I’m reading the classic called Catch-22. It’s a satire, and a very funny one. Here are a few thoughts about it:
Yossarian is a bombardier pilot. He has to fly 55 missions before he can go home. It used to be 45 missions, and then 35—it keeps changing as he approaches it. But there’s an alternate route: If a pilot is crazy, he can go home. “Well,” says Yossarian, “so-and-so is crazy. Why doesn’t he get out?” “Because he hasn’t asked.” “Well, what if he does?” “He won’t.” “Why not?” “Because he’d have to be sane to want to not fly through the air with people trying to kill him.” And that’s the catch. Catch-22, that is. Catch-22 says that if a pilot asks to get out, clearly he is not insane.
The book is full of these logical circles. (Another character thinks he has flies in his eyes. But, of course, if you have flies in your eyes, you can’t see clearly enough to tell whether you’ve got them or not. So nobody really knows.) It’s almost like it was written by someone who was crazy.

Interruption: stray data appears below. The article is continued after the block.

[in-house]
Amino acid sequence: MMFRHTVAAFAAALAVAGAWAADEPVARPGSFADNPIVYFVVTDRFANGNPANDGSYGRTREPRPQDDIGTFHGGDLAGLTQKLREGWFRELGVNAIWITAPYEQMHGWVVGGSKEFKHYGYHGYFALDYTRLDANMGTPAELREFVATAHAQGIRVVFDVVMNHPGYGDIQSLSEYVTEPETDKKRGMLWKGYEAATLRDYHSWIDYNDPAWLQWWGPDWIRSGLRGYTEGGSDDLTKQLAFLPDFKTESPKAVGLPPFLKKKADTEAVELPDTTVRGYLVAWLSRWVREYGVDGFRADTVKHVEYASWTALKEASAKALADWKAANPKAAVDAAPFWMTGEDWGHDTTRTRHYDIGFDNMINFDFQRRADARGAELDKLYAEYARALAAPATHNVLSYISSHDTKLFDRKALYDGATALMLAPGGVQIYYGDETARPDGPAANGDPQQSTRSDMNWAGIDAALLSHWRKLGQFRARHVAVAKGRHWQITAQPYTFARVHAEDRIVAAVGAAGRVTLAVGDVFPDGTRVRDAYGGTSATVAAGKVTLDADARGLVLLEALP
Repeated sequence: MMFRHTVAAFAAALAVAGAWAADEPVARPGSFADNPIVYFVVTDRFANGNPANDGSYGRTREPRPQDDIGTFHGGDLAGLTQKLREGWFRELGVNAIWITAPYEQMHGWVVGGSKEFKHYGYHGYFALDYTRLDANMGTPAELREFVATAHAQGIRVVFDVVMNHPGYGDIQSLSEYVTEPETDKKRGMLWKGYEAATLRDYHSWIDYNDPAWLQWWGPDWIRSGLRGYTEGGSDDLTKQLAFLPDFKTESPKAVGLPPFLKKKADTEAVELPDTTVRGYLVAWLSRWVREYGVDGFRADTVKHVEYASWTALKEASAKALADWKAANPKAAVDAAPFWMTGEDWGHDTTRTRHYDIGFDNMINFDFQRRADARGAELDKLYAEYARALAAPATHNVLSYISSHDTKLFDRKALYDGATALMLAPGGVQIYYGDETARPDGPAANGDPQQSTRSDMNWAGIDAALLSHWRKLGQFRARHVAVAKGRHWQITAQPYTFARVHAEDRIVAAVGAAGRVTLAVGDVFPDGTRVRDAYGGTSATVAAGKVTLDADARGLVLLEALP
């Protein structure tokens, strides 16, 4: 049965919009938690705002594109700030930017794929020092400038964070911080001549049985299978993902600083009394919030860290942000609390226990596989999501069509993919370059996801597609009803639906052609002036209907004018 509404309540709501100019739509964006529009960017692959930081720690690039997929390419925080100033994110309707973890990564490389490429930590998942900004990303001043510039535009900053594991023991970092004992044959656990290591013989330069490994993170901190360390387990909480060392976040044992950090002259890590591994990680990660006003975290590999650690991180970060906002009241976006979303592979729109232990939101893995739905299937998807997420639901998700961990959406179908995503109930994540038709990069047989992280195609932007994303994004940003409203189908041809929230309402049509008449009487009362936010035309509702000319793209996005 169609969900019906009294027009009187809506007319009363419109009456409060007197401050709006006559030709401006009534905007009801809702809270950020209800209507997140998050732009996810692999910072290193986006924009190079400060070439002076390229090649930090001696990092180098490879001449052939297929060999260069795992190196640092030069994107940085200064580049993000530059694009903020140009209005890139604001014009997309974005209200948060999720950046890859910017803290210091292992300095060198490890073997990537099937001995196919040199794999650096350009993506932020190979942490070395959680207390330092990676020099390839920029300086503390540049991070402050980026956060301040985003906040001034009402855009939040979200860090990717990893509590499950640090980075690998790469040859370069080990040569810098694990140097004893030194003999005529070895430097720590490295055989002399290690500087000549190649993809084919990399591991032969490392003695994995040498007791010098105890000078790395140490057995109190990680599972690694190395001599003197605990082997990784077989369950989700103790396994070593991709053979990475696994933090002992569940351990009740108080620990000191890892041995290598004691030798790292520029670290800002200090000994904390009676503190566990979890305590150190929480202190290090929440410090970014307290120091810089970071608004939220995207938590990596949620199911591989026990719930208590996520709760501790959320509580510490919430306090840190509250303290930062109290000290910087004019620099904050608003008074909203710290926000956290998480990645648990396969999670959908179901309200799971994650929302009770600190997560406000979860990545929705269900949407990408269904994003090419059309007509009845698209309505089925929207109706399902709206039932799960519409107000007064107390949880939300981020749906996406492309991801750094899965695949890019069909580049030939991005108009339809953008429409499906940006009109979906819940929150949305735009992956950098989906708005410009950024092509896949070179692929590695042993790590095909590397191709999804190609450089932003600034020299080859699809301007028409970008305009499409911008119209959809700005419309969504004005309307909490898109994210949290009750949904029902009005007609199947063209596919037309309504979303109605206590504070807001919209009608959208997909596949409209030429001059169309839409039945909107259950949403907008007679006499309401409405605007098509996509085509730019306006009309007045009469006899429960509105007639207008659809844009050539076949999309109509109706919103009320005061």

It reminds me of a peeve I had in the 10th grade. On the math tests, there would be a really hard problem at the end. And if you got it correct, you got extra credit. The funny thing though: the kids who were smart enough to solve the problem had high enough grades not to need extra credit. The kids who did need it were never smart enough to get it. Catch-22.